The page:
DALLAS -- Hours before SMU’s home opener against North Texas on Sept. 13, players walked into the home locker room at Ford Stadium and were treated to a shock.
The first home game of the season is typically a whiteout. The home rematch with UNT was no exception. Still, the Mustangs usually wear blue at home. None of the players got any whiff of a plan to debut anything new – by design.
The now famous "Dallas" edition SMU jerseys were waiting in their locker.
Defensive tackle Demerick Gary saw the "City of Dallas" logo on the side of the helmet, which matched a tattoo on his calf. It was emotional for many players to get to wear “Dallas” – a Metroplex that four dozen SMU players call home – on the front of their jerseys. The only other team with jerseys like that are the big boys in Arlington.
“I think everybody was excited,” Gary said. “Everybody loved it. People were texting me like, 'Where can I get that jersey?'”
When they ran out of the tunnel, the uniforms went viral to almost universal acclaim.
Dallas mayor Eric Johnson was at the game to do the pregame coin toss, at the invitation of SMU coach Sonny Dykes and his staff. He took to social media after the game to applaud his experience, and the new threads.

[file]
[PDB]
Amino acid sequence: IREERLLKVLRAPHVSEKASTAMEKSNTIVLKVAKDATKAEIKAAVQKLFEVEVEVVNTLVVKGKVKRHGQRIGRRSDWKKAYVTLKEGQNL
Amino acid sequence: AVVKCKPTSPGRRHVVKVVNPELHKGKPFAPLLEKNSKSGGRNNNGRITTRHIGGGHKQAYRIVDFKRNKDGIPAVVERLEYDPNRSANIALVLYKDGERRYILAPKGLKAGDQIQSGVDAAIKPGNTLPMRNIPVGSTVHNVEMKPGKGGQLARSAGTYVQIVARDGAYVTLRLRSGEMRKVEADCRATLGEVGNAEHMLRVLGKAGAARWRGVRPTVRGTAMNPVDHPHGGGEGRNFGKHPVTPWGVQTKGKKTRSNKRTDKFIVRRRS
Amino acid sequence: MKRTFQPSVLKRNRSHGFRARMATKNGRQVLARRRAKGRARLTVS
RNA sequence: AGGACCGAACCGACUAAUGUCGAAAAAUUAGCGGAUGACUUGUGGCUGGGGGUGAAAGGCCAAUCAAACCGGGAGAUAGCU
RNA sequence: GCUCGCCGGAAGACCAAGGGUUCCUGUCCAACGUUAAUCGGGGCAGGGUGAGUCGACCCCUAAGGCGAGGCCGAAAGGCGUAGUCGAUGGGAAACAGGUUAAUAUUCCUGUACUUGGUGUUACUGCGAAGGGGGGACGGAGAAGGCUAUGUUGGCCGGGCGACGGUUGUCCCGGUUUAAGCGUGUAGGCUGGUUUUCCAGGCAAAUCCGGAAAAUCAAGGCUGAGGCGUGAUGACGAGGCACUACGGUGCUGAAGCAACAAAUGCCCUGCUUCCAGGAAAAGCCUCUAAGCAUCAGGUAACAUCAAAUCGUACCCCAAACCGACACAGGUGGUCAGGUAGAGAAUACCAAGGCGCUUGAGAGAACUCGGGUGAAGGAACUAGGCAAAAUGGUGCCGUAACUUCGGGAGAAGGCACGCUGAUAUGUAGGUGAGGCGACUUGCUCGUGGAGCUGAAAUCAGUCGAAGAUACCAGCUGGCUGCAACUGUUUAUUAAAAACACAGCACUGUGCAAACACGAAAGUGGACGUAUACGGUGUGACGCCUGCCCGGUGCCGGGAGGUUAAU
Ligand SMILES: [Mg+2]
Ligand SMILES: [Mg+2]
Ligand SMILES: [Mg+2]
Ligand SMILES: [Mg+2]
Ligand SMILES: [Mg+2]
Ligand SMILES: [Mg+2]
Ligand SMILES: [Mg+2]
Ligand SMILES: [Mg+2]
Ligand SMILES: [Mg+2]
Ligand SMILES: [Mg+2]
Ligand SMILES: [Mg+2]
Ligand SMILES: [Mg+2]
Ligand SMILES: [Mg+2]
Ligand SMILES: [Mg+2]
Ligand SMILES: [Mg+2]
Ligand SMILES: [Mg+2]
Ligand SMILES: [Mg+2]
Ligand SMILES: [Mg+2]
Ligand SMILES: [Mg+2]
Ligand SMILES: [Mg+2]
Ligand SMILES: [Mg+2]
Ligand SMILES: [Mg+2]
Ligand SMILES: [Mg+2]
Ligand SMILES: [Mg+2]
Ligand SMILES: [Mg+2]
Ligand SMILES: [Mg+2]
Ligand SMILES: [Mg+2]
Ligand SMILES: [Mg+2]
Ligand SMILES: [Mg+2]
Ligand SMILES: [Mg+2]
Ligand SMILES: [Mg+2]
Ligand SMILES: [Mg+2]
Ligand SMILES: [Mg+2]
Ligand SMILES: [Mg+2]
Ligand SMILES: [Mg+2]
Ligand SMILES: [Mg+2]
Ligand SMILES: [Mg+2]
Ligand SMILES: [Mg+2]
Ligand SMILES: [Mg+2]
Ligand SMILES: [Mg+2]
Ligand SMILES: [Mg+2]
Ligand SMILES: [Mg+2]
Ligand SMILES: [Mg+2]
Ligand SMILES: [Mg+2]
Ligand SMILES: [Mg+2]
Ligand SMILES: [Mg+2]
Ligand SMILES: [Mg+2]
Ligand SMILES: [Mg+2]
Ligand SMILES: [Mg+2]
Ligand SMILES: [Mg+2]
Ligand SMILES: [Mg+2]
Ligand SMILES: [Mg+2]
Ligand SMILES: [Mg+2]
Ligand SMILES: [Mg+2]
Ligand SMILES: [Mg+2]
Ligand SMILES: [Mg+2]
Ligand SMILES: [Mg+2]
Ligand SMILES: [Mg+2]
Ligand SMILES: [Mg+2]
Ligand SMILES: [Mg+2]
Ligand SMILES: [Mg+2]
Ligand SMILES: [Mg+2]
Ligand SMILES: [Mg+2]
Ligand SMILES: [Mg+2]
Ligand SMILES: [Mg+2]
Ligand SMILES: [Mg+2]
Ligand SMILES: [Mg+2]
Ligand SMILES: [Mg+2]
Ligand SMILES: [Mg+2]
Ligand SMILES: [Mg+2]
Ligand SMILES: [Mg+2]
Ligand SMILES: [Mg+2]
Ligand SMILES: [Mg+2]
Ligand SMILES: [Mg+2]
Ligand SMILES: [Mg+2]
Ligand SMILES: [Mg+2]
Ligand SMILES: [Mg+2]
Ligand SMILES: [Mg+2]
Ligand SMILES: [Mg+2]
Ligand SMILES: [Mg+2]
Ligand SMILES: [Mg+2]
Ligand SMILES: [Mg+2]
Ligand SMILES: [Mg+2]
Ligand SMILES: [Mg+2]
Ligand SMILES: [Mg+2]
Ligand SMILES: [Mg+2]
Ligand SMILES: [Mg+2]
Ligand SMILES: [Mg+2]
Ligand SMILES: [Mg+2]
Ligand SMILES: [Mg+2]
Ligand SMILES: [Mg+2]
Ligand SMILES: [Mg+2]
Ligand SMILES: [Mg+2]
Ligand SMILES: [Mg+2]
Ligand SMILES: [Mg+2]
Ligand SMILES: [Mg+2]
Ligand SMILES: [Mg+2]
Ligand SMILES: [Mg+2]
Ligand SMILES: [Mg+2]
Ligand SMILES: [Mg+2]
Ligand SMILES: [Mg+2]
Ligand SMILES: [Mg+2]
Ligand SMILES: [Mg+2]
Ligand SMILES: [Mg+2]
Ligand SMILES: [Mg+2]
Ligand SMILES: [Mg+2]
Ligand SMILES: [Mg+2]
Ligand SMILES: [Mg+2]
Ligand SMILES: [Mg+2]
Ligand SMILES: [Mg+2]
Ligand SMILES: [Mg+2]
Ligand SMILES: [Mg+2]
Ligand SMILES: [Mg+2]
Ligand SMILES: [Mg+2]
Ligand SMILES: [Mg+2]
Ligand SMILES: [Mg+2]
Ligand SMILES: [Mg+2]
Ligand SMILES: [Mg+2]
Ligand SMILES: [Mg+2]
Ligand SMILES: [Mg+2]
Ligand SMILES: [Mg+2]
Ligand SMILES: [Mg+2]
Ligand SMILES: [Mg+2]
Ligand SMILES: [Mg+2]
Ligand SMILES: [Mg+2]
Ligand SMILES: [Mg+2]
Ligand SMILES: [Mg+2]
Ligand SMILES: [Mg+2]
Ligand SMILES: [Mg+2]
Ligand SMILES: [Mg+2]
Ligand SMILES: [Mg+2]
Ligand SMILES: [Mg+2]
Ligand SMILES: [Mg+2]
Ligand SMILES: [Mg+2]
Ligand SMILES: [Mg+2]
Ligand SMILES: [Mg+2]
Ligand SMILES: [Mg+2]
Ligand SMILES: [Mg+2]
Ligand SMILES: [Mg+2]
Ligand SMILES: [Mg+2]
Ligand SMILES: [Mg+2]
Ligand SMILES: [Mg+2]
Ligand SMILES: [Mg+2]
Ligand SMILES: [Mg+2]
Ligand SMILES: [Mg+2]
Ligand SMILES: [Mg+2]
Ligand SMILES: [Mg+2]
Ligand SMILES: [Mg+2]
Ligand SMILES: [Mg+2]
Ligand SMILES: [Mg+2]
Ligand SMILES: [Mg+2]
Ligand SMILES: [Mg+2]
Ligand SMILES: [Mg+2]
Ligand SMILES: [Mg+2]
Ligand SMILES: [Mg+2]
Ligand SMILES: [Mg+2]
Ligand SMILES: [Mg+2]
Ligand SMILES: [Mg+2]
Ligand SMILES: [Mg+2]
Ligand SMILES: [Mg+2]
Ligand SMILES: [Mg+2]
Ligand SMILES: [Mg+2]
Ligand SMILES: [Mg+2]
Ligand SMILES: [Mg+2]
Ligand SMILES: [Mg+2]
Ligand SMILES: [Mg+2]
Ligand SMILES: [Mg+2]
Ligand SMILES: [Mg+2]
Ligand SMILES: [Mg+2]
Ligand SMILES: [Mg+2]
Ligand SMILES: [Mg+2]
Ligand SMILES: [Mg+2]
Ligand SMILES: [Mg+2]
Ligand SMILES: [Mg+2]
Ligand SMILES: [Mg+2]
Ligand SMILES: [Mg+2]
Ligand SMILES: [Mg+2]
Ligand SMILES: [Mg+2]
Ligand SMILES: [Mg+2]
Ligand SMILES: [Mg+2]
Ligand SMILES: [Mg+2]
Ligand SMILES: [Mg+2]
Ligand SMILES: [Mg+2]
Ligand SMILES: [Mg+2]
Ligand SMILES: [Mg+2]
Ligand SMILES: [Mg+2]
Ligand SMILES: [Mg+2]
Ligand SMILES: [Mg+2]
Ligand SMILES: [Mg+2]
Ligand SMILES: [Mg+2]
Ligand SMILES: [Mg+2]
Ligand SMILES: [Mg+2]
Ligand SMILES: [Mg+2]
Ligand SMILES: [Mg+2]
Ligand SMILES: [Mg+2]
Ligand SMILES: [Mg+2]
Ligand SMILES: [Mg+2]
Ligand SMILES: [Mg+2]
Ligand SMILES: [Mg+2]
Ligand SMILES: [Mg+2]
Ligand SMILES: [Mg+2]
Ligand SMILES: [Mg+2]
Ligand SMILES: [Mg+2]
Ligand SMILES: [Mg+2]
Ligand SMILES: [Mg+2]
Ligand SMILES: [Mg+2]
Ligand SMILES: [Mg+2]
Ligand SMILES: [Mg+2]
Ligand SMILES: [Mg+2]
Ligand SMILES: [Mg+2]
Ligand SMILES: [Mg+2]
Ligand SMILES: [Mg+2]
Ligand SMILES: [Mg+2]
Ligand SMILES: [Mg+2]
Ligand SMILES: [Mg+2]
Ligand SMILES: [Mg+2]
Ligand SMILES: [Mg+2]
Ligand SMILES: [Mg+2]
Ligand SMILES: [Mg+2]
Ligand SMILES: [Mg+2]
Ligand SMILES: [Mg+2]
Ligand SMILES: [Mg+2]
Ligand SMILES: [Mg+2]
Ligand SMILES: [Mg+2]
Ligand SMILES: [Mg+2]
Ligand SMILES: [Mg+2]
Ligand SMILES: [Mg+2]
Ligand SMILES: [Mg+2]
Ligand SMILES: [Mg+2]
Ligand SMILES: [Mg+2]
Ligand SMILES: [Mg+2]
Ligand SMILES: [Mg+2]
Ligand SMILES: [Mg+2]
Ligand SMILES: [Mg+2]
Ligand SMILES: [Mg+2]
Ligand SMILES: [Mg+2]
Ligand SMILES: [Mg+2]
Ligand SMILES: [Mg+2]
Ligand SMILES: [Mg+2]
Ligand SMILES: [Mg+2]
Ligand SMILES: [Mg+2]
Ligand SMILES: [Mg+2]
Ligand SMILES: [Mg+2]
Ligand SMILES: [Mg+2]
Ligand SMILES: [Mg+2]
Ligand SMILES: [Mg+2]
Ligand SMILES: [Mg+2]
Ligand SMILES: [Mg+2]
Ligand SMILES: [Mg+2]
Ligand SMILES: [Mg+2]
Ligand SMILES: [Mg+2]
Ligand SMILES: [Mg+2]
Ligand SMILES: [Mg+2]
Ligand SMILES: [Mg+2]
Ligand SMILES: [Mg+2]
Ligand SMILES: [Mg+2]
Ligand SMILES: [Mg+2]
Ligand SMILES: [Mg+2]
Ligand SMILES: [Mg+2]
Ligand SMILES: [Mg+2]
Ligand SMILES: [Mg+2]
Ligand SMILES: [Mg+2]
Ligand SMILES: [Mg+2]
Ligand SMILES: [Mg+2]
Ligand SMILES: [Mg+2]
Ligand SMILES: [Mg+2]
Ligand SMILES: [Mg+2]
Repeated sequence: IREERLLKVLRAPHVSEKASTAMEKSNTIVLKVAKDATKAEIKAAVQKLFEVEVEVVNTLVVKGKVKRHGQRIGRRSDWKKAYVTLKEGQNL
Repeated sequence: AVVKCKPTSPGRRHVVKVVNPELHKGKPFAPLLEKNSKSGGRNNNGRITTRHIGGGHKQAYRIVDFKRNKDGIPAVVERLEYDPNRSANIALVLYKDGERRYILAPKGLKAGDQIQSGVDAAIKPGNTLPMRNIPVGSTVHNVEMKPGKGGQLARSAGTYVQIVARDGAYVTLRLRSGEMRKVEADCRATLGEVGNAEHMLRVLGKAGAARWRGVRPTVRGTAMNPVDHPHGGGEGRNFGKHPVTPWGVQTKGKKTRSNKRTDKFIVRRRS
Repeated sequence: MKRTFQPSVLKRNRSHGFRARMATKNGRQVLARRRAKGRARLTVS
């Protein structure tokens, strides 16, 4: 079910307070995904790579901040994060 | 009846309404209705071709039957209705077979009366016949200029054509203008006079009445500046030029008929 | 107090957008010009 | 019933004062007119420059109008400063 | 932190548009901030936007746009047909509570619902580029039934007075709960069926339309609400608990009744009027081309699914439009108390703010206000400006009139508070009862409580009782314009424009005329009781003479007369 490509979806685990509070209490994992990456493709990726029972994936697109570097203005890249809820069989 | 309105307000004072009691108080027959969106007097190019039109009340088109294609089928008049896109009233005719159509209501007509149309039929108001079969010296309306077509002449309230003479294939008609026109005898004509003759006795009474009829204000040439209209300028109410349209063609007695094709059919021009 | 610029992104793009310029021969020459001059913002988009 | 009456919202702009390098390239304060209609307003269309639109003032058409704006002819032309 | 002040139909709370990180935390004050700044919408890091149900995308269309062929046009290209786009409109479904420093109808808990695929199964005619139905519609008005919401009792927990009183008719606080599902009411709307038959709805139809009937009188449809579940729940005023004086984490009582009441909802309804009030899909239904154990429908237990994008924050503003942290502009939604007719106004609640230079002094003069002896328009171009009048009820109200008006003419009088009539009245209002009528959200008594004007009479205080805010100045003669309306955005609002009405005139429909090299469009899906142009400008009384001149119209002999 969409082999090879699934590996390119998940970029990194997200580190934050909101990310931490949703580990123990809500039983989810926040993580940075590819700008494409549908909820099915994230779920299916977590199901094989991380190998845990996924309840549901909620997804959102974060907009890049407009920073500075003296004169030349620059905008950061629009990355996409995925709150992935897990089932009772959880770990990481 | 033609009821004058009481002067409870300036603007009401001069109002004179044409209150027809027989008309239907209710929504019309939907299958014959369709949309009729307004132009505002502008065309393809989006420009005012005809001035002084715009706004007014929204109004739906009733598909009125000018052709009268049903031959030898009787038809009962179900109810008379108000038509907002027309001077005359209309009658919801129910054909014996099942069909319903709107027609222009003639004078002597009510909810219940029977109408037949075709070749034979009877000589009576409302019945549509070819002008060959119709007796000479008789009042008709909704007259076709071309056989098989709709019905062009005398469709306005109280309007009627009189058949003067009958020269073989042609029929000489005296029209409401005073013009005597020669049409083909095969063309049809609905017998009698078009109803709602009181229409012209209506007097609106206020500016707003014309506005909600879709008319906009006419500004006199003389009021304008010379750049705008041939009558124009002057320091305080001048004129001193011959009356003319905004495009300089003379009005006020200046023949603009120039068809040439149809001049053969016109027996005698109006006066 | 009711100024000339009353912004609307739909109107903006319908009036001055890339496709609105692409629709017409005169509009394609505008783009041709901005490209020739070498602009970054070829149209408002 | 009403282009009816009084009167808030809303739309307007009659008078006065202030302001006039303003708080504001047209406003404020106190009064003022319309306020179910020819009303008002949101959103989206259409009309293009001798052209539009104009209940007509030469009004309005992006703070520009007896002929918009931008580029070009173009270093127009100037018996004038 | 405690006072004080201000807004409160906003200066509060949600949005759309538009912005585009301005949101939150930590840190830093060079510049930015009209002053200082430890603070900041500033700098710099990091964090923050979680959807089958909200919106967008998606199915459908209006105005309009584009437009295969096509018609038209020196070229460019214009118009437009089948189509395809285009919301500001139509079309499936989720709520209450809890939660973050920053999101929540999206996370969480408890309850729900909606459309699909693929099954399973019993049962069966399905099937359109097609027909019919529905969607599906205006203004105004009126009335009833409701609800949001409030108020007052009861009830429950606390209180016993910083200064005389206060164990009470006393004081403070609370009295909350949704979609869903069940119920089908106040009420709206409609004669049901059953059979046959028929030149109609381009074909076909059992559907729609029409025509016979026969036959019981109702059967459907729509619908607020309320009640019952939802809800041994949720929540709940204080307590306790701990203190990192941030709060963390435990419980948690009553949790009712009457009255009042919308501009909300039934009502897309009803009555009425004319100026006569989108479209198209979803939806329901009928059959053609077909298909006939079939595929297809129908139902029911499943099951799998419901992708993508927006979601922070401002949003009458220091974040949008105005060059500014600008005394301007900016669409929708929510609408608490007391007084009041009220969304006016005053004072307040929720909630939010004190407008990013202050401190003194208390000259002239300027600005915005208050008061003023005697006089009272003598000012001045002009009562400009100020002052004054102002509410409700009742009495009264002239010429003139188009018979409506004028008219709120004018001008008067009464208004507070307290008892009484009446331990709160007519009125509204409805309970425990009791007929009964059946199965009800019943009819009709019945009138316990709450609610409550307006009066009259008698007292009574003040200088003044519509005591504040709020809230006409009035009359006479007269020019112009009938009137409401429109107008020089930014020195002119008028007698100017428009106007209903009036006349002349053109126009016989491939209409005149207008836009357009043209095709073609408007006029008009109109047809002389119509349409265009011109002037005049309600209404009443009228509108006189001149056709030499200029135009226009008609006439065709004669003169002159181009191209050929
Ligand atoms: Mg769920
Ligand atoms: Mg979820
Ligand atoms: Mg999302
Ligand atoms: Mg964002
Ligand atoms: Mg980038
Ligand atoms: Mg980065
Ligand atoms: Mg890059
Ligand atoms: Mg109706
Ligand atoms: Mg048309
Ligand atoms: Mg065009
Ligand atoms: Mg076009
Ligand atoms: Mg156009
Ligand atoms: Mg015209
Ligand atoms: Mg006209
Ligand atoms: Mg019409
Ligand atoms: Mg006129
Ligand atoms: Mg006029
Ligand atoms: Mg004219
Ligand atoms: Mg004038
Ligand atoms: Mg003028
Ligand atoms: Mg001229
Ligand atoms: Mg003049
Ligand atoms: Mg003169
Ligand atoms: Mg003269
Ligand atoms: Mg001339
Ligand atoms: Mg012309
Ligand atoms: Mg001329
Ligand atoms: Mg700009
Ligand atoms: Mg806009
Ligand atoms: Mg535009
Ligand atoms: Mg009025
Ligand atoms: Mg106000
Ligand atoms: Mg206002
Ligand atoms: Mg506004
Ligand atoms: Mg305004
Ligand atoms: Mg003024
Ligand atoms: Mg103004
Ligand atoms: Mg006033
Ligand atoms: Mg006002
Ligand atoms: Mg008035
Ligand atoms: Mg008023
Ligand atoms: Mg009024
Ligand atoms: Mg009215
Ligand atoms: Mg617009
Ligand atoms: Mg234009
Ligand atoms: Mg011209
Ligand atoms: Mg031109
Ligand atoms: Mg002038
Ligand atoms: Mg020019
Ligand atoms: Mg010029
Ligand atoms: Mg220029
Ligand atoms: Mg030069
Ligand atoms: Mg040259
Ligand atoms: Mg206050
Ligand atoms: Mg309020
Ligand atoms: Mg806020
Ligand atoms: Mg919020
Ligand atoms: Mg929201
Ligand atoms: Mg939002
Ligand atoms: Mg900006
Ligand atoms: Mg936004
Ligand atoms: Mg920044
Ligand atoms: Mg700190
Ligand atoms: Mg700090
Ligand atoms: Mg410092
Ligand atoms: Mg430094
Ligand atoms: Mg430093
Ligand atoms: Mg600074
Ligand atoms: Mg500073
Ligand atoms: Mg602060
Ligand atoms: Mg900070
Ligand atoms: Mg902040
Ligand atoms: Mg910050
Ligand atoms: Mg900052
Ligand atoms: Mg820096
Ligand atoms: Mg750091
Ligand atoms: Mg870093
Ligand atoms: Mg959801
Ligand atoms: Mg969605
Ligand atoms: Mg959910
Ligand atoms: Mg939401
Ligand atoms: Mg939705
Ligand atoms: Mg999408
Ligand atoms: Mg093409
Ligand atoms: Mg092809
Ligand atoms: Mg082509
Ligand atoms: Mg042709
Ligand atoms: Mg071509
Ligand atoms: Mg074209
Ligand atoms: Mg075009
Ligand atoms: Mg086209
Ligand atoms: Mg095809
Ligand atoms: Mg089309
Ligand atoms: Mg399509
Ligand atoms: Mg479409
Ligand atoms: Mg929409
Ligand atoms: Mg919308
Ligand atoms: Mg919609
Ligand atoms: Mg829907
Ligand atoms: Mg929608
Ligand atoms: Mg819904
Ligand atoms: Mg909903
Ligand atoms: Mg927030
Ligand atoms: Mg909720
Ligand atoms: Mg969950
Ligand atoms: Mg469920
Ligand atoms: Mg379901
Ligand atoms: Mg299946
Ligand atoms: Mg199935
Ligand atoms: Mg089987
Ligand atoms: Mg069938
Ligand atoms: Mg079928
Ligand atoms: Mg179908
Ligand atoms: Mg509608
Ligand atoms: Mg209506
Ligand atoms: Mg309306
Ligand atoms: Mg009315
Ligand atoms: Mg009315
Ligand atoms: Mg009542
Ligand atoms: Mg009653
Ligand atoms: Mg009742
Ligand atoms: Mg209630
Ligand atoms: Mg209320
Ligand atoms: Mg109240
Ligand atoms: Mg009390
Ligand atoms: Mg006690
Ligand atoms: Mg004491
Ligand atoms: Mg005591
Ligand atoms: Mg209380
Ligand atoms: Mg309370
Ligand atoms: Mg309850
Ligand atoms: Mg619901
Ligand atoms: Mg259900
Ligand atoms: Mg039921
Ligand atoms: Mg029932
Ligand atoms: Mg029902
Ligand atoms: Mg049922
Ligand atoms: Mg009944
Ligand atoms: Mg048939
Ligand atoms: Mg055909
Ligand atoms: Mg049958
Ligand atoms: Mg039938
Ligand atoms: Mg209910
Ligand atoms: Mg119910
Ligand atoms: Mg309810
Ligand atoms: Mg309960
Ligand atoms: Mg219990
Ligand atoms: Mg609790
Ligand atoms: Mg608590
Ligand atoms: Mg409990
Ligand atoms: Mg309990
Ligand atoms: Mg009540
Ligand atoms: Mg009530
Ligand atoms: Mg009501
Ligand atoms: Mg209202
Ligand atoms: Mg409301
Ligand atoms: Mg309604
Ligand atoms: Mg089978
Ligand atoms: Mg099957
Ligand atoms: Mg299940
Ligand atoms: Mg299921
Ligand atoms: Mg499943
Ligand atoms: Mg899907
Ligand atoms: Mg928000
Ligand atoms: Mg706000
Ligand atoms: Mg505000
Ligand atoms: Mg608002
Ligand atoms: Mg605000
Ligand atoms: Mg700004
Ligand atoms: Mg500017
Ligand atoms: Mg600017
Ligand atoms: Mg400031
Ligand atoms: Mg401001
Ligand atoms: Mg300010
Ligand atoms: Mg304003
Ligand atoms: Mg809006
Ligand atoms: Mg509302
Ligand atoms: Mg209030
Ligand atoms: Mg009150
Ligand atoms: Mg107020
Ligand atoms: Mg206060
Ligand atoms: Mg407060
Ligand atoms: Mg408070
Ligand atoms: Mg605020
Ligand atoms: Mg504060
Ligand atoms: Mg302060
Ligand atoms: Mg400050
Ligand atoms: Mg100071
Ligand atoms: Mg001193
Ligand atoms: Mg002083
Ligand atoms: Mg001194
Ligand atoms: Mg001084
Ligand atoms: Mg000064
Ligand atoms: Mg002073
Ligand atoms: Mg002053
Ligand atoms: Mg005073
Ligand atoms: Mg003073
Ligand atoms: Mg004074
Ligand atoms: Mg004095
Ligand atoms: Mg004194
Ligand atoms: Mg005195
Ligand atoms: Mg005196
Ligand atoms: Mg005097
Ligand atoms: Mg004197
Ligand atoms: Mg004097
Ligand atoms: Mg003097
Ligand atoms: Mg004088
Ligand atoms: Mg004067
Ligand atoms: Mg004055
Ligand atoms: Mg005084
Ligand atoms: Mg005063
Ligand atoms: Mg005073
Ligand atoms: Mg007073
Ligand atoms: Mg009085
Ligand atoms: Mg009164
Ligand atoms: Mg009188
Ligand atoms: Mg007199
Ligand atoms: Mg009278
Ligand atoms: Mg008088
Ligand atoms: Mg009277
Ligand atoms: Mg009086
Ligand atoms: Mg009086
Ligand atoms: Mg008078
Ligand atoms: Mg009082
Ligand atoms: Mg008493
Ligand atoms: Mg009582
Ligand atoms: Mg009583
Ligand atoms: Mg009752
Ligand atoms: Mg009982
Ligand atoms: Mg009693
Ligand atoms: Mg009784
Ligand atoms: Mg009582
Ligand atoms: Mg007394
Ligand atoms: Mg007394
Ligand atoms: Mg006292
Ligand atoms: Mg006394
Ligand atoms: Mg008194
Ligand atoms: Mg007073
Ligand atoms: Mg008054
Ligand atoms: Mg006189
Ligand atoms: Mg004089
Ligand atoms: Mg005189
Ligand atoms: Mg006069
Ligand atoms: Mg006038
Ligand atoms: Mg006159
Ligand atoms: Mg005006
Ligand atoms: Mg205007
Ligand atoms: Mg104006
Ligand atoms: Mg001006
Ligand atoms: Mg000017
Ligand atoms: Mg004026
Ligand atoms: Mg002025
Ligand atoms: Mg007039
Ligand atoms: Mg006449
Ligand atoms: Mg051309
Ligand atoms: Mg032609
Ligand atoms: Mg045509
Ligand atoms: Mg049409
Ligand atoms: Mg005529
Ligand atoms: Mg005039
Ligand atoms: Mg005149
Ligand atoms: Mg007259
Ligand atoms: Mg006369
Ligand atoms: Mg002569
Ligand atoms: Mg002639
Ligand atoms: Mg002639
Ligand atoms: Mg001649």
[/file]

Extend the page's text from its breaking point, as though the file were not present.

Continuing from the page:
SMU gifted Johnson one of their traditional jerseys before the season. After seeing the Dallas jerseys in action, he asked if he could get one of those too. His social media in the month since has featured SMU prominently, especially that jersey.
Maybe it’s no coincidence, SMU came out of the gate by scoring the first 21 points against North Texas, a program that crushed these same Mustangs last season. The final score was 49-27, but the game wasn’t that close. In that moment, SMU reintroduced themselves to the sport, and entered the running for the best alternate jersey in the sport this season.
The attention for the jerseys is nice, but it's only the first step in what is becoming a game-changing campaign at SMU.
The goal is simple: Turn SMU back into the college football team of Dallas, which the Mustangs, ranked No. 19 at 6-0, will have another chance of doing at home against Temple (5-1) at 2:30 p.m. on Saturday on ESPN2.
Getting Back to SMU's Roots
Sonny Dykes has known what SMU can be for generations. Like most his age, he grew up watching the Pony Express of Eric Dickerson and Craig James compete for national titles.
His father, legendary Texas Tech coach Spike Dykes, coached against some of the legendary Mustangs teams of the 1980s, back when they were a Southwest Conference foe. Remember, the Mustangs played football in the city alone for nearly half a century before the Dallas Cowboys even existed, winning national championships in 1935, 1981 and 1982, before receiving the Death Penalty in 1987.
“Back at some point, SMU had been Dallas’ football program. But for a long time, it hasn’t been,” Dykes said. “My perspective was it would be really important for us to have support from the entire Dallas community and to be able to recruit the entire Dallas community.”